Installation

ClusterShell is distributed in several packages. On RedHat-like OS, we recommend to use the RPM package (.rpm) distribution.

As system software for cluster, ClusterShell is primarily made for system-wide installation to be used by system administrators. However, changes have been made so that it's now possible to install it without root access (see Installing ClusterShell as user using pip).

Requirements

ClusterShell should work with any Unix [1] operating systems which provides Python 2.7 or 3.x and OpenSSH or any compatible Secure Shell clients.

Furthermore, ClusterShell's engine has been optimized when the poll() syscall is available or even better, when the epoll_wait() syscall is available (Linux only).

For instance, ClusterShell is known to work on the following operating systems:

  • GNU/Linux
    • Red Hat Enterprise Linux 7 (Python 2.7)
    • Red Hat Enterprise Linux 8 (Python 3.6)
    • Red Hat Enterprise Linux 9 (Python 3.9)
    • Fedora 30 and above (Python 2.7 to 3.10+)
    • Debian 10 "buster" (Python 3.7)
    • Debian 11 "bullseye" (Python 3.9)
    • Ubuntu 20.04 (Python 3.8)
  • Mac OS X 12+ (Python 2.7 and 3.8)

Distribution

ClusterShell is an open-source project distributed under the GNU Lesser General Public License version or later (LGPL v2.1+), which means that many possibilities are offered to the end user. Also, as a software library, ClusterShell should remain easily available to everyone. Hopefully, packages are currently available for Fedora Linux, RHEL (through EPEL repositories), Debian, Arch Linux and more.

Python support overview

As seen in Requirements, ClusterShell supports Python 2.7 and onwards, at least up to Python 3.10 at the time of writing.

The table below provides a few examples of versions of Python supported by ClusterShell packages as found in some common Linux distributions:

Operating System System Python version used by the clustershell tools Alternate Python support packaged (version-suffixed tools)
RHEL 7 Python 2.7 Python 3.6
RHEL 8 Python 3.6  
RHEL 9 Python 3.9  
Fedora 36 Python 3.10  
openSUSE Leap 15 Python 2.7 Python 3.6
SUSE SLES 12 Python 2.7 Python 3.4
SUSE SLES 15 Python 2.7 Python 3.6
Ubuntu 18.04 LTS Python 3.6  
Ubuntu 20.04 LTS Python 3.8  

Red Hat Enterprise Linux

ClusterShell packages are maintained on Extra Packages for Enterprise Linux EPEL for Red Hat Enterprise Linux (RHEL) and its compatible spinoffs such as Alma Linux and Rocky Linux. At the time of writing, ClusterShell 1.9 is available on EPEL 7, 8 and 9.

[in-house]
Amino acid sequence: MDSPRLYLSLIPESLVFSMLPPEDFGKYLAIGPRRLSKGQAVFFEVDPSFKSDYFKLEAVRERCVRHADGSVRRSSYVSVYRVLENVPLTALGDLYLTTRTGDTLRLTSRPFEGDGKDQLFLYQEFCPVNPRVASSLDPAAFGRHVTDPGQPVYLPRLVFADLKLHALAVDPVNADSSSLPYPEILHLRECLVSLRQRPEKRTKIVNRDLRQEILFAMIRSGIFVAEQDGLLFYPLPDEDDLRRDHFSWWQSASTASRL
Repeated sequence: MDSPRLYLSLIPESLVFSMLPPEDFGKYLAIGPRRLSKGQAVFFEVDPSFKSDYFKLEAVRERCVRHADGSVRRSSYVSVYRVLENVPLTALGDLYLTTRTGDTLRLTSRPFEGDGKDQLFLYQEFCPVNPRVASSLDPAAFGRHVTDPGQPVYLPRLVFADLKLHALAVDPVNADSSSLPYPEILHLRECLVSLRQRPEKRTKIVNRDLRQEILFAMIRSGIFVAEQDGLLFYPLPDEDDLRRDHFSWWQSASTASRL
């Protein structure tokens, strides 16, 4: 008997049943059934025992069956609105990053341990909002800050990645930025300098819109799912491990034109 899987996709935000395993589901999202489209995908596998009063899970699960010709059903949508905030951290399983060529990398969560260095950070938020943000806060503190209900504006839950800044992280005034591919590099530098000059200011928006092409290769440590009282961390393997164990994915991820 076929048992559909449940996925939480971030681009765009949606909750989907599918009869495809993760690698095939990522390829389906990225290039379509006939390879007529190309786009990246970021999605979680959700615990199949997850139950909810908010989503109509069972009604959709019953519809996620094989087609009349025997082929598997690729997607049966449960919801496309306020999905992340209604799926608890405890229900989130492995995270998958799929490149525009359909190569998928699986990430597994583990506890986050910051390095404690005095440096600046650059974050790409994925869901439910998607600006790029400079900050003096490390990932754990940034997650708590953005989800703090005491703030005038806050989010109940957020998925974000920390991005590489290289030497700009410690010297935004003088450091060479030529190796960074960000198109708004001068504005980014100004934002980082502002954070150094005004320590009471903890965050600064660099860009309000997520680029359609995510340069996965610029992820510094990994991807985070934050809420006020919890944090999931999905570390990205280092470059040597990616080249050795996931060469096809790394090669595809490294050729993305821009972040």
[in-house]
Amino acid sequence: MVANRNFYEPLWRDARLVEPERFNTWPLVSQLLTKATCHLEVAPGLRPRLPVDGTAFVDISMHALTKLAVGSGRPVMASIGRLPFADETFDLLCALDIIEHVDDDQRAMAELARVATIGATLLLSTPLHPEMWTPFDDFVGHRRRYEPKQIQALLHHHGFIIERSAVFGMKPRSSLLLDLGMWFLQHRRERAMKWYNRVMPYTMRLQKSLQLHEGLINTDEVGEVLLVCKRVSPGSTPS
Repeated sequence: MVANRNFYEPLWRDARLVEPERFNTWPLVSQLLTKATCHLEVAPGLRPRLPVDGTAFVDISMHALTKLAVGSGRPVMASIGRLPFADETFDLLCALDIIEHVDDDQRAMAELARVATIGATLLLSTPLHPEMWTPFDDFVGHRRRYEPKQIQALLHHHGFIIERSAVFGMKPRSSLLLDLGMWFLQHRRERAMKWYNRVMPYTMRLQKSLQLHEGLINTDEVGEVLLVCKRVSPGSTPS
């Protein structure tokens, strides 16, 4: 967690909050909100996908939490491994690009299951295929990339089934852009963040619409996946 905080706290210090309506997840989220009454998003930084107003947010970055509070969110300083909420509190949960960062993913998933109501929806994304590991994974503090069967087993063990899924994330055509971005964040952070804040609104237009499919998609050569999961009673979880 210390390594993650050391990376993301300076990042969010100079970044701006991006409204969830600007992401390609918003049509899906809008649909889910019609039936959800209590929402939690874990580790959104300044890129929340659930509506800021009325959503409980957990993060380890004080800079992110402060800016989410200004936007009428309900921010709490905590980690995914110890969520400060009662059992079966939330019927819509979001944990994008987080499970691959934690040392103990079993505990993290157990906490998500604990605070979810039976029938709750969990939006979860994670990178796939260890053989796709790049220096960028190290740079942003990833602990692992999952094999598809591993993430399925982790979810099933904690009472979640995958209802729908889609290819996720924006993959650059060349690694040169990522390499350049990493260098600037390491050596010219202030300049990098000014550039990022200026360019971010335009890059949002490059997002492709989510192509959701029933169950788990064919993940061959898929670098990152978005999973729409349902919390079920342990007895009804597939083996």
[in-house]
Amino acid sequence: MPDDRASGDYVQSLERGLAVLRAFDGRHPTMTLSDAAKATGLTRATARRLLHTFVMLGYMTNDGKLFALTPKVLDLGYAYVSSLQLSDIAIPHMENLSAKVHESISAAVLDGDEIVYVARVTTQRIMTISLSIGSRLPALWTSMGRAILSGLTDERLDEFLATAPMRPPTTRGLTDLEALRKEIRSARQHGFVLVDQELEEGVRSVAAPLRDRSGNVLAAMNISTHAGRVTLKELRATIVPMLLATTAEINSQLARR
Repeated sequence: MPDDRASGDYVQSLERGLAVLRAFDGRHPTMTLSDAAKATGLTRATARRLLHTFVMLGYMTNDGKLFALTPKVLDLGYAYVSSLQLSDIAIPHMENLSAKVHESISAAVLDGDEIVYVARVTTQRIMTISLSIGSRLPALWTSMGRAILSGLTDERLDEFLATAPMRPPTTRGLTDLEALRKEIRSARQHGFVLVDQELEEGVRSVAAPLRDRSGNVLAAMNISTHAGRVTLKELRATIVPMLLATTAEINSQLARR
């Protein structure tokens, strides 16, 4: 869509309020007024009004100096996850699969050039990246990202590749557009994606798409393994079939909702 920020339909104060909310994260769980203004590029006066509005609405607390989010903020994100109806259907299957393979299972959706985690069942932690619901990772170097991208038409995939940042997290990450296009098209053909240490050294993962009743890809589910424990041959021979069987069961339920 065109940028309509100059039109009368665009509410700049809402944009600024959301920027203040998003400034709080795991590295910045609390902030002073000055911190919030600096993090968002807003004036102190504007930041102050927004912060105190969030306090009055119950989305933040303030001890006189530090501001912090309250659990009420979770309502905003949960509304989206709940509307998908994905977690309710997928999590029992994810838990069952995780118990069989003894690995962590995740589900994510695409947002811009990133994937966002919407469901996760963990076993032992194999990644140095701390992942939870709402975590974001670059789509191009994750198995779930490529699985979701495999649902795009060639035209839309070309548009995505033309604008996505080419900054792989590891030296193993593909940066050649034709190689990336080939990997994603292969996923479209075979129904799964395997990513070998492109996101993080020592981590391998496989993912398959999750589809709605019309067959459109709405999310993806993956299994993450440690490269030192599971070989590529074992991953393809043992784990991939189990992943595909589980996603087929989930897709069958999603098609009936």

Install ClusterShell from EPEL

First you have to enable the yum EPEL repository. We recommend to download and install the EPEL repository RPM package. On CentOS, this can be easily done using the following command:

$ yum --enablerepo=extras install epel-release

Then, the ClusterShell installation procedure is quite the same as for Fedora Updates, for instance:

$ yum install clustershell

With EPEL 7, the Python 2 modules and tools are installed by default. If interested in Python 3 support, simply install the additional ClusterShell's Python 3 subpackage using the following command:

$ yum install python36-clustershell

Note

The Python 3 subpackage is named python34-clustershell or python36-clustershell instead of python3-clustershell on EPEL 7 only.

On EPEL 7, Python 3 versions of the tools are installed as tool-pythonversion, like clush-3.6, cluset-3.6 or nodeset-3.6.

With EPEL 8 and 9, however, Python 3 is the system default, and Python 2 has been deprecated. Thus only Python 3 is supported by the EPEL clustershell packages, the tools are using Python 3 by default and are not suffixed anymore.

Fedora

At the time of writing, ClusterShell 1.9 is available on Fedora 37 (releases being maintained by the Fedora Project).

Install ClusterShell from Fedora Updates

ClusterShell is part of Fedora, so it is really easy to install it with dnf, although you have to keep the Fedora updates default repository. The following command checks whether the packages are available on a Fedora system:

$ dnf list \*clustershell
Available Packages
clustershell.noarch                     1.8-1.fc26                fedora
python2-clustershell.noarch             1.8-1.fc26                fedora